Busby's in Santa Monica was abuzz with political chatter Wednesday night as some 160 people gathered to watch the first in three rounds of debates between President Barack Obama and GOP candidate Mitt Romney.
Each of the bar's 47 televisions were tuned to the debate. There was such a large turnout, said general manager Mike Hamilton, that an extra 53 stools and chairs were put out. The bar's two pool tables were covered with slabs of plywood and table cloths, acting as makeshift tables for pints of beer, pork sliders and other happy hour fare.
"And, of course, every seat in the house is taken," said Hamilton.
Usually the turnout for a first presidential debate is OK, but this night was really, really good, said Hamilton, who has worked at the bar since its opening in 2003.
Though the atmosphere was charged—many in the crowd cheering, clapping for, or booing a candidate's remarks—Keith McCowen, a candidate himself for State Assembly District 54, wasn't impressed by either presidential hopeful.
"I thought the debate was pretty much even," said McCowen. "I think it was pretty dull, personally."
Liam Knight of Sherman Oaks thought Mitt Romney was the clear winner.
"I think he on a few points got under Obama's skin. Obama is narcissistic … and I love the way Mitt took it to him," said Knight. "Bush increased the deficit too, but [Obama] increased the deficit as much in his four years as Bush did in his eight years."
Hollywood resident Julie Falen was impressed with Romney's performance and thought Obama should have been more assertive on the issues of health care for senior citizens.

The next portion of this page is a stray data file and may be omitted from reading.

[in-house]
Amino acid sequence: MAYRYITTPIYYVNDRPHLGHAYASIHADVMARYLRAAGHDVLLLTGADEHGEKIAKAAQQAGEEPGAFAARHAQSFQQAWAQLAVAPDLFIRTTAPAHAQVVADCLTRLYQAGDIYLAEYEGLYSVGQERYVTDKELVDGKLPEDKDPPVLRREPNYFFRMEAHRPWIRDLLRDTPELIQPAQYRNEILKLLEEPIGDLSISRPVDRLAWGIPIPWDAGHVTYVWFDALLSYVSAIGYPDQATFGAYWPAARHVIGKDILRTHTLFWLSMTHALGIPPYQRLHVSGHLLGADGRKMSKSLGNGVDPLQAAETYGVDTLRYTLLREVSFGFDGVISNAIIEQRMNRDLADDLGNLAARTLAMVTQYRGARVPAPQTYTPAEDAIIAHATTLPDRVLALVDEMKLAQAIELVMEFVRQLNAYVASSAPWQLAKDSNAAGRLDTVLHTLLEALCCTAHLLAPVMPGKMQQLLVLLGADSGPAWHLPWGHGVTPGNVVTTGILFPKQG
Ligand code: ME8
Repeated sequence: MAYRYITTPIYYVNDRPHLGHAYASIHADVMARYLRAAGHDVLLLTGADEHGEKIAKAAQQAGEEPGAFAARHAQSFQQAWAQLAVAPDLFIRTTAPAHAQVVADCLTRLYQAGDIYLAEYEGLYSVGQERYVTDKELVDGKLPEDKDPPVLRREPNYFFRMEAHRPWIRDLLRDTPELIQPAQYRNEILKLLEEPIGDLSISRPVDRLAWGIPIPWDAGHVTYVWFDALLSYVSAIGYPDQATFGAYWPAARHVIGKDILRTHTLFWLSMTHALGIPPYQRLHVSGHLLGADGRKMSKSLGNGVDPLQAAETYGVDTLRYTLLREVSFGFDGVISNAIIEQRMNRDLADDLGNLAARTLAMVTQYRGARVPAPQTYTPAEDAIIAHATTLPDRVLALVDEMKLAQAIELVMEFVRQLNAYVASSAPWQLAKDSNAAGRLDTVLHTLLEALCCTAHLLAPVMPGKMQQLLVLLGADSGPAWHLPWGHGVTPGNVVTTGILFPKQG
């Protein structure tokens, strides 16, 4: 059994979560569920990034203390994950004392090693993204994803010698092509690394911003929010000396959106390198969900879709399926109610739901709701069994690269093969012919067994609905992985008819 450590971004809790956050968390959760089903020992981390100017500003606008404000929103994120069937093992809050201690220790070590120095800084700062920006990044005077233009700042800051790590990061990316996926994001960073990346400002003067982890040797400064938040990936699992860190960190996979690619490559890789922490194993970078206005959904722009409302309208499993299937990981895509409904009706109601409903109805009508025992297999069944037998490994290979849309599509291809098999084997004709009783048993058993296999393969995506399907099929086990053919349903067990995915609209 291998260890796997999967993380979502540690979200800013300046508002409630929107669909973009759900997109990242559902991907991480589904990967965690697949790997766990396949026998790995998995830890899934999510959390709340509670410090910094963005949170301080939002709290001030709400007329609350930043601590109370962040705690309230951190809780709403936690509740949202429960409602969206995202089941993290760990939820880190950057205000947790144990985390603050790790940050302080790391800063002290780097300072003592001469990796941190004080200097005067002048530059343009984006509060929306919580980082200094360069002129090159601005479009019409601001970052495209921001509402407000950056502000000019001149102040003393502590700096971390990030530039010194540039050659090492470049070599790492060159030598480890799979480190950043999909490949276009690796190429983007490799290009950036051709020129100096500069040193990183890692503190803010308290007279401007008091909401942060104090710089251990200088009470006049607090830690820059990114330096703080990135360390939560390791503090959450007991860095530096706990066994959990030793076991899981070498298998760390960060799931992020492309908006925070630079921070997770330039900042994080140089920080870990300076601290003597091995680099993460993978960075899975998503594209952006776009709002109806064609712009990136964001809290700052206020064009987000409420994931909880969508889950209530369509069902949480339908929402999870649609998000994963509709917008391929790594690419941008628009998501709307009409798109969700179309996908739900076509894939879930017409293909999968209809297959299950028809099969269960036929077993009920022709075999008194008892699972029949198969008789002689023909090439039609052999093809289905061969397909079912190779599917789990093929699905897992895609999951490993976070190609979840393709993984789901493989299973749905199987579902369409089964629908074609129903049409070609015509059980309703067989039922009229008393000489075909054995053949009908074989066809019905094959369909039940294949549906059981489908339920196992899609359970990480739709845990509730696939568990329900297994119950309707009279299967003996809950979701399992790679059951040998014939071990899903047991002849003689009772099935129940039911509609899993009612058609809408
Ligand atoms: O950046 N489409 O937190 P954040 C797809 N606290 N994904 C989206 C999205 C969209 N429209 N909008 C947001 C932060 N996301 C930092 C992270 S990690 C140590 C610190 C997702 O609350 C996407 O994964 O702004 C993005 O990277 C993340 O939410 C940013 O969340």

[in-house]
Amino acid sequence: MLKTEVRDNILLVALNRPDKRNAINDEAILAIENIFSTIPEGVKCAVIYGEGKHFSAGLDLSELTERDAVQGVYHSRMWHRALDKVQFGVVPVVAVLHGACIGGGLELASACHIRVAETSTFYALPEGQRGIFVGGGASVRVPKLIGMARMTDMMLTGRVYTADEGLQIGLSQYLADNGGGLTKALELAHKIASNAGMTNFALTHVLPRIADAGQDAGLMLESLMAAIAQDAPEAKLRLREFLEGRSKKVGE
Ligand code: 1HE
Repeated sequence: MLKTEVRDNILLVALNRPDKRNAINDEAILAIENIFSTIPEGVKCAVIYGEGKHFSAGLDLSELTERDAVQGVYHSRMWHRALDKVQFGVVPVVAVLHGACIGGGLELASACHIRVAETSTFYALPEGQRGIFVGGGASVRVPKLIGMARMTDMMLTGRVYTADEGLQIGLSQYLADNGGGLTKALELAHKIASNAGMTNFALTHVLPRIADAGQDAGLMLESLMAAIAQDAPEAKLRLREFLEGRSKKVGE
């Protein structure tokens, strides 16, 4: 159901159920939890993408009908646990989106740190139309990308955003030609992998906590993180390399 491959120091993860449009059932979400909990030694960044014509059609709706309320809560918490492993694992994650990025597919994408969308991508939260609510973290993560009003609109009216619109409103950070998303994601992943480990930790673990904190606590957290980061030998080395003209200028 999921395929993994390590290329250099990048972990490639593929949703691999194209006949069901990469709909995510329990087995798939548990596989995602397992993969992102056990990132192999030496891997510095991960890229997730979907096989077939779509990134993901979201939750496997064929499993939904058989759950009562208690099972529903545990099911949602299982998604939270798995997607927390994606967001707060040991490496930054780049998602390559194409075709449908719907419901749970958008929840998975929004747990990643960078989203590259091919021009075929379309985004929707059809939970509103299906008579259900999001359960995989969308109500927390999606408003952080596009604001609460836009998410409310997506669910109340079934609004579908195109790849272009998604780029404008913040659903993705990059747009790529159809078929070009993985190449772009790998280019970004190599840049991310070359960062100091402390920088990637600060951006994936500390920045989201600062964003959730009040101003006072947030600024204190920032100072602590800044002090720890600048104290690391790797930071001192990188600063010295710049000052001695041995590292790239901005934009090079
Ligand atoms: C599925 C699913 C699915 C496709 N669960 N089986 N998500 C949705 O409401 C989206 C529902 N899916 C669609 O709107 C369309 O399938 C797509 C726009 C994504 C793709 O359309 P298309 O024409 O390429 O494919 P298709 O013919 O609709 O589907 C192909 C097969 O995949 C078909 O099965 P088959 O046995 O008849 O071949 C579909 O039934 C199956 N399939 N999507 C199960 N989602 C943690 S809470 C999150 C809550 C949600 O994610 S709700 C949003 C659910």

"I thought that [Romney] was very polished. He was very smooth," said Falen. "However, I believe that he was just putting forth the same talking points that he has throughout the whole campaign. Anytime he was talking about why he would do something—he would create 12 million jobs—well, how? There was never a specific plan."
Obama supporter Bryley Morrell wore an Obama-branded dress and two campaign pins. Though Morrell voted for Obama in 2008 and would clearly do so again in November, she was reluctant to say who she thought won Wednesday's debate.
"It's an interesting thing: We're lucky to have a democracy and both sides as we have being presented as they are," Morrell said.
Much of what Romney said about the economy resonated with small business owner Marcella Sutton, she said. Sutton blames the president for how his economic policies have affected her business.
"I had to cut people from my staff. I couldn't afford them," said Sutton. "I'm doing more work myself and I have a part-time person. It's too hard because of all the taxes that L.A. County, especially, has on small businesses. It's hard to make it."